Recently, well known journalist and civil liberties activist Naomi Wolf wrote a Facebook post praising Virginia’s efforts to nullify the detention provisions in the NDAA. The post she cited even called for tougher measures at the state level. Seeing this as an excellent opportunity to bring the principles of nullification into a broader arena of instruction, the Tenth Amendment Center reached out to Ms. Wolf, offering a little broader perspective on nullification.
Dear Ms. Wolf,
We were pleased to read your recent Facebook post praising the passage of Virginia’s NDAA nullification bill!
We agree with you that this is just the beginning, and that states need to pass even more stringent laws, leveraging their own resources and committing to actively block any federal attempts to kidnap people here in the U.S.
As you’re aware, the Tenth Amendment Center is working with people in states and towns around the country to address the suspension of habeas corpus in the spirit of northern resistance to federal slave laws in the 1850s. The parallels between the NDAA detention provisions and the Fugitive Slave Acts, particularly the final act of 1850, are pretty amazing. Both ignore the basic right to due process. Blacks accused of being fugitive slaves were not even allowed to testify in their own defense.
Northern states refused to simply comply with these provisions, arguing they were unconstitutional, not to mention a violation of basic human rights. So they took action, passing personal liberty laws. The laws varied by state, but all worked to thwart implementation of the fugitive slave acts. Some provided for jury trials, other required the collaborating testimony of at least two witnesses and others banned the use by slave commissioners of state facilities, such as jails.
Here is just one example from a Massachusetts law. The state forbid its officials from cooperating in issuing warrants for escaped slaves.
Sec. 9. No person, while holding any office of honor, trust, or emolument, under the laws of this Commonwealth, shall, in any capacity, issue any warrant or other process, or grant any certificate, under or by virtue of an act of congress . . . or shall in any capacity, serve any such warrant or other process.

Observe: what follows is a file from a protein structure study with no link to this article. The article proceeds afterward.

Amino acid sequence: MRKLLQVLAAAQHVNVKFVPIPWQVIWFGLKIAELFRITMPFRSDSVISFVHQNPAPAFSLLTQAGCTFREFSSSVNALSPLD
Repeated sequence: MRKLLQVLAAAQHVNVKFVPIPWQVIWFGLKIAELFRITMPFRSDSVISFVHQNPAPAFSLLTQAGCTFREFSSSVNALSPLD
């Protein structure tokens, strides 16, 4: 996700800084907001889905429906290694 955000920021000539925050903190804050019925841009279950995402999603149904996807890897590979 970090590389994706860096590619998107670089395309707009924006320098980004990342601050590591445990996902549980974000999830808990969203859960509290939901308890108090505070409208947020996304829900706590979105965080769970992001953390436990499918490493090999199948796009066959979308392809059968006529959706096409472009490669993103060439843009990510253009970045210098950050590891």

Most people associate the principles of nullification with the Civil War and assume that they were concocted by southerners to protect slavery. As you can see, this notion is 180 degrees from historical reality. In fact, nullification predates the Civil War by some 60 years. Thomas Jefferson and James Madison first formalized the principles in the Kentucky and Virginia Resolutions of 1798 in opposition to the Alien and Sedition Acts. The sedition law was particularly onerous, basically outlawing criticism of the government. Jefferson and Madison based nullification on a couple of important concepts.
1. The Constitution creates a federal government with specific, limited and enumerated powers, all other authority left with the states and the people and
2. The federal government cannot stand as the sole judge of its own power. It is really a ludicrous idea. It would be like allowing a Dallas Cowboy player to serve as the referee in a game between the Cowboys and the New York Giants.
When you read the resolutions, the logic and historical context quickly becomes clear.
Yes, segregationists appealed to the idea in the 1950s, but the fact that some evil people used a principle to an evil end doesn’t negate the power and validity of the principle, no more than a murderer smashing somebody over the head with a hammer makes it useless for driving nails. By and large, nullification has been invoked to protect the rights and liberties of the people – not only through the liberty laws and against the Alien and Sedition Acts, but also to resist an unconstitutional embargo, unfair and constitutionally questionable economic policies, and federal conscription of Americans during the War of 1812. Daniel Webster wrote this regarding state efforts to thwart conscription.
“The operation of measures thus unconstitutional and illegal ought to be prevented by a resort to other measures which are both constitutional and legal. It will be the solemn duty of the State governments to protect their own authority over their own militia, and to interpose between their citizens and arbitrary power. These are among the objects for which the State governments exist”
In the last few years, we have seen states invoke nullification principles not only against the NDAA, but to fight the federal “war on drugs,” and to push back against TSA groping and peeking.
The states can and should serve as a powerful check on federal power. In fact, the framers counted on it. It’s all about decentralizing authority. We know that state governments aren’t candidates for sainthood, but we believe the more we devolve power, the more control the people actually wield.
There’s a lot more that needs to be covered in a few hundred words, but hopefully this serves as a good intro.
Let’s collaborate on it a bit when you get to it?
Latest posts by Mike Maharrey (see all)
- The Preamble to the Constitution: What It Tells Us and What It Doesn’t - June 13, 2017
- “General Welfare” and “Common Defense” Explained by James Madison - June 5, 2017
- The States vs. The Federal Reserve - May 29, 2017